Midostaurin is a FMS-like tyrosine receptor kinase (FLT) 3 inhibitor that was recently approved for use in combination with 7+3 chemotherapy for patients with newly diagnosed FLT3 mutation-positive AML, based on clinical trial data showing improved OS and event-free survival in patients treated with midostaurin.56 Though not formally approved for use in MDS as of yet, FLT3 inhibitors (i.e., midostaurin, sorafenib) have also demonstrated efficacy in Phase I and II clinical trials when used in combination with HMA (i.e., 5-AZA, decitabine) in patients with FLT3-mutated MDS.57,58 Notably, although FLT3 mutations are seen in <1% of patients with newly diagnosed MDS, they have been observed in up to 5% of patients at the time of MDS transformation to AML and are associated with much poorer outcomes.59 The hope is that mutation-targeted therapy will improve these outcomes.
OTHER NOVEL THERAPEUTICS
Immune Checkpoint Inhibitors
Several monoclonal antibodies against immune checkpoint regulators, both alone and in combination with HMA, are being tested in clinical trials. These include nivolumab (a programmed cell death protein [PD-1] inhibitor), ipilimumab (a CTLA-4 inhibitor), pembrolizumab (a PD-1 inhibitor), and durvalumab (blocks interaction of PD ligand-1 with PD-1 and CD80 molecules). Early results of these studies have been mixed. Preliminary results from a Phase Ib study of pembrolizumab in 27 patients with MDS after HMA failure (KEYNOTE-013) show only modest response to therapy, with no CR, 1 partial remission, 3 marrow CR, and 3 HI.60 However, 2-year survival was reportedly 57% in those treated with pembrolizumab, which is considerably superior to that typically expected in MDS patients after HMA failure.60 A Phase II study evaluating nivolumab and ipilimumab as single agents or in combination with AZA for patients with MDS (as initial or salvage therapy) is also ongoing, with preliminary results in 39 patients showing an ORR of 69% in the AZA plus nivolumab cohort, 22% in the ipilimumab monotherapy cohort, and no response in the nivolumab monotherapy cohort.61 Further follow-up is needed to clarify efficacy and safety.
Proteasome inhibitors inhibit cell death by preventing degradation of proapoptotic proteins. The proteasome inhibitor, bortezomib, has recently been explored as a therapeutic option in MDS. In a limited study of 15 patients with low or INT-1 MDS after HMA failure, bortezomib showed only modest effect, with HI observed in 20% of patients.62 However, an unexpected significant reduction of ring sideroblasts was seen in 70% of patients treated with bortezomib in this study, suggesting potential benefit specifically in MDS patients with ring sideroblasts.62 Further studies are necessary to better evaluate this effect.
B Cell Lymphoma-2 Inhibitors
Antiapoptotic resistance due to B cell lymphoma (BCL)-2 overexpression has been reported in higher-risk MDS and may contribute to disease pathogenesis. As a result, BCL-2 inhibitors have been explored as a therapeutic option in higher-risk MDS after HMA failure and in relapsed and refractory AML. Venetoclax is the best studied BCL-2 inhibitor thus far, and has shown modest efficacy (ORR: 19%) as monotherapy in patients with high-risk relapsed or refractory AML.63 Venetoclax has also shown significant efficacy in combination with araC for patients with treatment-naïve AML (including those with previously treated MDS) in a Phase I trial of 20 patients, with 14 out of 20 patients (70%) achieving CR or CR with incomplete marrow recovery.64 The presence of mutations in chromatin-RNA splicing genes (ASXL1, EZH2) or NPM1 correlated with a higher likelihood of response in a separate analysis.65 A Phase I clinical trial evaluating venetoclax alone and in combination with azacitidine in higher-risk MDS after HMA failure is ongoing.66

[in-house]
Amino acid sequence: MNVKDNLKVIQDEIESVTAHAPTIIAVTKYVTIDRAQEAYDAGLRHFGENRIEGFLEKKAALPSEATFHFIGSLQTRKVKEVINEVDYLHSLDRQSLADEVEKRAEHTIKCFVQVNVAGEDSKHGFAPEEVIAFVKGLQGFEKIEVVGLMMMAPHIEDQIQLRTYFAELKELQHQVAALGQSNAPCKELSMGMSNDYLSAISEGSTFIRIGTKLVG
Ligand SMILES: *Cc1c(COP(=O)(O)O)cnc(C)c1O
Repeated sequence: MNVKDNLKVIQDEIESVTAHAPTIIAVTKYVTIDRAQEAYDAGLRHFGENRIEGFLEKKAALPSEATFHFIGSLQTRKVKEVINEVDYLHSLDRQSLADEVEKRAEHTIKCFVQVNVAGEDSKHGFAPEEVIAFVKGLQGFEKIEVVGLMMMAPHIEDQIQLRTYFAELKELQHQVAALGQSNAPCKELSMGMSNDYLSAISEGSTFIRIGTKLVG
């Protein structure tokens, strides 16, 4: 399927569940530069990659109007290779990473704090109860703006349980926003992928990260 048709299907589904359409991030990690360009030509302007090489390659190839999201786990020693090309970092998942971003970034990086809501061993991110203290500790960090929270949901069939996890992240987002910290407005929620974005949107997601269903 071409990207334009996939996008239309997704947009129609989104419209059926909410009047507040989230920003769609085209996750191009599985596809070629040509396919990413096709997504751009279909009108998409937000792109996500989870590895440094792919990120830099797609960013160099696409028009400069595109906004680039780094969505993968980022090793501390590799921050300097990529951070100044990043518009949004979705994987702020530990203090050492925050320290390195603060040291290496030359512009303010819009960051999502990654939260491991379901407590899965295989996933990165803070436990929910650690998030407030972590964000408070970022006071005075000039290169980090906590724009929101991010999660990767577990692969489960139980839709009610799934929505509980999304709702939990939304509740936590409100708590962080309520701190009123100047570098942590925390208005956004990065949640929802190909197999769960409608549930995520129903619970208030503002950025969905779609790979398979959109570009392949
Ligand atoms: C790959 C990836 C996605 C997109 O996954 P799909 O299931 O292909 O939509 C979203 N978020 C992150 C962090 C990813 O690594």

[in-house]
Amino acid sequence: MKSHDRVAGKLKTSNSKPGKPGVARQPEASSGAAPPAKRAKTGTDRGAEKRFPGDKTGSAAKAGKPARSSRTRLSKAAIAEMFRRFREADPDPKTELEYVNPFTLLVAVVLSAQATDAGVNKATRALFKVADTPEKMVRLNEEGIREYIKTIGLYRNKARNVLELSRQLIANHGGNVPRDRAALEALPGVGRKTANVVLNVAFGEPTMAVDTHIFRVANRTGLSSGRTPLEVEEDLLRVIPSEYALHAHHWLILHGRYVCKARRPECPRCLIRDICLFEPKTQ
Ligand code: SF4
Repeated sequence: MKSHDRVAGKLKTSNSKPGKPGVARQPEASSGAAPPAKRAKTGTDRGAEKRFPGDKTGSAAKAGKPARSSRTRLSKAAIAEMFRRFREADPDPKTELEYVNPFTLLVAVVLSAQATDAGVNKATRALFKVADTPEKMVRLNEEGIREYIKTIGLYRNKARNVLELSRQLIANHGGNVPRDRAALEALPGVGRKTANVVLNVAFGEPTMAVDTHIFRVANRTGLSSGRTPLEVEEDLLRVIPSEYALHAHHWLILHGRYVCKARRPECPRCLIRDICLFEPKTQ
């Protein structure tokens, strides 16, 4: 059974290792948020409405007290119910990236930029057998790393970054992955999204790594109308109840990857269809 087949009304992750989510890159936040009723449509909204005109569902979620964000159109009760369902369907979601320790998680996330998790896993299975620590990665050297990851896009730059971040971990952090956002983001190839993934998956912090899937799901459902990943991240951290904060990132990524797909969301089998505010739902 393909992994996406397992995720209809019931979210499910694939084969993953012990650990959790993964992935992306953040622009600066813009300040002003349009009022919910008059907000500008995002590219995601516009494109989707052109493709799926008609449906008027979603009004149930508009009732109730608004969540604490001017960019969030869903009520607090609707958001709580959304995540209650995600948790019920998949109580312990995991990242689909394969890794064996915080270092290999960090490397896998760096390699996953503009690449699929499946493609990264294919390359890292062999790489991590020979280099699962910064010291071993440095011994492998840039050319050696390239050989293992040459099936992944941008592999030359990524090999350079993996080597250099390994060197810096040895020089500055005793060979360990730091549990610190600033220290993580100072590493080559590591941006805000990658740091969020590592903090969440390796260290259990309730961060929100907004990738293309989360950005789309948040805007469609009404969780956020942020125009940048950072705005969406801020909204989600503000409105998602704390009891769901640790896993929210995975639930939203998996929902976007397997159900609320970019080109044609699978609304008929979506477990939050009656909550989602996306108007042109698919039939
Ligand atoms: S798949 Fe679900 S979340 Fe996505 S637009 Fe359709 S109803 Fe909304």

RNA Splicing Modulators
Genes encoding various spliceosome components (SF3B1, SRSF2, U2AF1, and ZRSR2) are frequently mutated in patients with MDS.67,68 While the precise mechanism by which abnormal RNA splicing leads to the development of MDS is unknown, the association is clear. Based on this knowledge, H3B-8800, a potent and orally bioavailable SF3b complex modulator, was developed and is now being studied in a Phase I clinical trial for use in patients with MDS and AML with splicing mutations, with results pending.69,70
Although many patients with MDS cannot tolerate standard AML-based chemotherapy, less intensive cytotoxic agents can be considered. Cytotoxic agents that have been explored for use in MDS patients include low-dose clofaribine and CPX-351. Low-dose clofarabine is currently under investigation for both higher-risk MDS and AML, with promising results. A Phase II study evaluating the safety and efficacy of low-dose clofaribine in combination with araC in patients with MDS who have failed HMA has reported an ORR of 44%, median OS of 10 months overall, and median OS of 22 months in responding patients (versus 4 months in non-responding patients).71 CPX-351, a liposomal formulation of araC and daunorubicin in a 5:1 molar ratio, was recently U.S. Food and Drug Administration (FDA) approved as front-line therapy for patients with therapy-related AML and AML with MDS-related changes based on a Phase III randomised trial reporting a survival advantage compared to standard 7+3 chemotherapy (OS: 9.6 months versus 5.9 months).72 However a subsequent Phase II randomised trial testing attenuated doses of CPX-351 in a small cohort of less fit adults with untreated AML or MDS with 10% or more blasts in peripheral blood or bone marrow did not show much efficacy.73
Although HMA have changed the landscape of MDS therapy in the past decade, they have limitations and are not curative. There remains a significant proportion of patients who simply do not respond to HMA, or who develop resistance to HMA after initial response. Unfortunately, established therapeutic options for patients with MDS who have failed HMA therapy are limited, and these patients have very poor prognosis. Thus, multiple novel agents are being developed in clinical trials with the aim of improving symptoms and OS in patients with MDS.